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The following Reuters news release is freely available at the New York Times 
science-news website (you'll have to log in). If this release is published in 
a newspaper somewhere, and it probably will be, the name Sauropodus will have 
to go into the DinosaurGenera List as a nomen nudum:


Argentine Find May Be Previously Unknown Herbivore


Filed at 4:19 p.m. ET [Feb 8 2001]

BUENOS AIRES, Argentina (Reuters) - A paleontologist said on Thursday that 
95-million-year-old fossils unearthed in western Argentina might be the bones 
of a previously unknown herbivorous dinosaur.

Argentine paleontologist Edith Simon said her 11-member team found the 
creature, named Sauropodus, beneath the town of Villa el Chocon in Neuquen 
province -- the same area that in 1990 yielded the bones of Argentinosaurus, 
the biggest dinosaur known to have walked the Earth.

``Even though geologically it was found on the same level as the 
Argentinosaurus, we are comparing it with other fossils in the area and it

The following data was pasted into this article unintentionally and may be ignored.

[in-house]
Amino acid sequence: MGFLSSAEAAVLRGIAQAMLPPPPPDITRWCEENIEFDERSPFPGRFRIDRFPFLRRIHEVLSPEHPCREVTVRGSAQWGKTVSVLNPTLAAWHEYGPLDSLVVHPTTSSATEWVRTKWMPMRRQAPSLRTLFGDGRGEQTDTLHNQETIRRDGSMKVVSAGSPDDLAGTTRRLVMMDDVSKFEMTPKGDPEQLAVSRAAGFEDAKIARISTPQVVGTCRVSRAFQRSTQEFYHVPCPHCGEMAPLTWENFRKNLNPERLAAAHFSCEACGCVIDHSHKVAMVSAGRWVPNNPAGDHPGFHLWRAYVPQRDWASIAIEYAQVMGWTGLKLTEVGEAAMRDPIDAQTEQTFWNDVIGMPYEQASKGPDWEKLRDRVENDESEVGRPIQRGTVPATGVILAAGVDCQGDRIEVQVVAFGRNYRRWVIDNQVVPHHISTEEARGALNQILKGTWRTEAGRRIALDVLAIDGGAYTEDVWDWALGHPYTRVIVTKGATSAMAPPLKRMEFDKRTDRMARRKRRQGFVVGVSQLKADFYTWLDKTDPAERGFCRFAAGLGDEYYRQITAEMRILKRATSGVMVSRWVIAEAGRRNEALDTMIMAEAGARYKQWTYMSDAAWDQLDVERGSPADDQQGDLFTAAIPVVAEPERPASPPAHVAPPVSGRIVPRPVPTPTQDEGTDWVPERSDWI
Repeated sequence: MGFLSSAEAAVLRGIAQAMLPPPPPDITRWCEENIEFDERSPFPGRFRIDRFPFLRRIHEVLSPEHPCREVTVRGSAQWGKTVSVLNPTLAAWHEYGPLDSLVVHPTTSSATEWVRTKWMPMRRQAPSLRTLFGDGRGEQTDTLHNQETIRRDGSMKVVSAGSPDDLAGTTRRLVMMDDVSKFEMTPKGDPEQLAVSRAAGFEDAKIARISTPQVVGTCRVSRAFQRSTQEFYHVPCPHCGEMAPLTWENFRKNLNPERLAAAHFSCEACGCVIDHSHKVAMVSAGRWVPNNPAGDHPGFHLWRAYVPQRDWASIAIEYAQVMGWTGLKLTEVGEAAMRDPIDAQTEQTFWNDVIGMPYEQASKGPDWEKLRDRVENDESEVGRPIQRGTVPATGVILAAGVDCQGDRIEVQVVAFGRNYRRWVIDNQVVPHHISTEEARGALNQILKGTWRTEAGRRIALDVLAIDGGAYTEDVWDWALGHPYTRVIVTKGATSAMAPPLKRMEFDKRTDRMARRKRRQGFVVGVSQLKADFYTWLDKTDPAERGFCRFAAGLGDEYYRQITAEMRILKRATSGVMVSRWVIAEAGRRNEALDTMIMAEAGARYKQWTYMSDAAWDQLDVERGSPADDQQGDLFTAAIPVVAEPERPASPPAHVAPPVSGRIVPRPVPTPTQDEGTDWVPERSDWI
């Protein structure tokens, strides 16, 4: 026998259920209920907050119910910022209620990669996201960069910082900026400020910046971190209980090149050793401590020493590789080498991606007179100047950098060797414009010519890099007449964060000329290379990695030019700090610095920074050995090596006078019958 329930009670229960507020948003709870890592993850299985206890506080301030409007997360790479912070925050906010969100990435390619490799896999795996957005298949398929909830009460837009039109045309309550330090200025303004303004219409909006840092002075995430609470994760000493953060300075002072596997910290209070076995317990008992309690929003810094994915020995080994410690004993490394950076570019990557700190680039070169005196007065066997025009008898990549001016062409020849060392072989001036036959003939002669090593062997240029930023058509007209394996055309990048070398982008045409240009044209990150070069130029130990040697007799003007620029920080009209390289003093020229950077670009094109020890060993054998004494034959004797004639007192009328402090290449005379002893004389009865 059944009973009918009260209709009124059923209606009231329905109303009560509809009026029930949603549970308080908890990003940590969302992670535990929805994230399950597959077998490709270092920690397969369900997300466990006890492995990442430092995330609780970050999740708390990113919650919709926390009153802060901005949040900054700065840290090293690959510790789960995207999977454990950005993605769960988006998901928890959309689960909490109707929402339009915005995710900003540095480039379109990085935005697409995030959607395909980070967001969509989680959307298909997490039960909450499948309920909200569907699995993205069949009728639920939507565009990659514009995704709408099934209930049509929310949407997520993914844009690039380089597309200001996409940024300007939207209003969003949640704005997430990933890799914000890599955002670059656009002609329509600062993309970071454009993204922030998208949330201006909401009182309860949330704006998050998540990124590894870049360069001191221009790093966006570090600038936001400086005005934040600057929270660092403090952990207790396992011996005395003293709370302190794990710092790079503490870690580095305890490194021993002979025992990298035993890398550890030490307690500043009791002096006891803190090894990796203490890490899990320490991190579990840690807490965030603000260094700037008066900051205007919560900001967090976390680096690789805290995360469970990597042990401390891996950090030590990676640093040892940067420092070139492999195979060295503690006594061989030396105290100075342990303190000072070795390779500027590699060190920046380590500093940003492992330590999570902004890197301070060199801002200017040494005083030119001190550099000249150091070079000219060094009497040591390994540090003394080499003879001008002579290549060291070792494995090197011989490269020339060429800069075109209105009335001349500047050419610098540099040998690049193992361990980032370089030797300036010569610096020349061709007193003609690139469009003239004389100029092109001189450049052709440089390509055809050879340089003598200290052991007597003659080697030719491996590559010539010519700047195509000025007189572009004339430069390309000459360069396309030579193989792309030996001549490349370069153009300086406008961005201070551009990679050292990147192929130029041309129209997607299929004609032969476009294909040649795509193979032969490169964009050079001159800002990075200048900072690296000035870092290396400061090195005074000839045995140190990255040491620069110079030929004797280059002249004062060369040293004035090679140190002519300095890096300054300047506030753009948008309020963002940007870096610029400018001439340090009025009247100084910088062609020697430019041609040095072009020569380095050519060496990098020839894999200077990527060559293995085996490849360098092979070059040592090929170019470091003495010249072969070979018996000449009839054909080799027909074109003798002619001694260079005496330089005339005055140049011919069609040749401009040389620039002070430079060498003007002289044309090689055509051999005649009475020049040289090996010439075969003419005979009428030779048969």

doesn't seem to match any. It may be a new type,'' Simon told Reuters.

Sauropodus was 30 yards long and weighed about 70 tons, Simon said.

Simon's team hopes the find will help explain why herbivorous dinosaurs 
vanished from the South American continent millions of years ago. Then, the 
area known as ''Dinosaur Valley'' in Argentina's southern Patagonia, was a 
steaming swamp, not the arid Andean foothills of today.

The Sauropodus suffered a swift and violent death in an attack by a 
carnivore, which ironically contributed to its preservation for 

``The way it died influenced its state of conservation. It may have sunk in 
the mud in a shallow lake and been covered in fine sediment without oxygen, 
meaning bacteria could not act on it,'' said Simon.

Bones found so far include upper and lower limbs, vertebrae, ribs and a piece 
of tooth.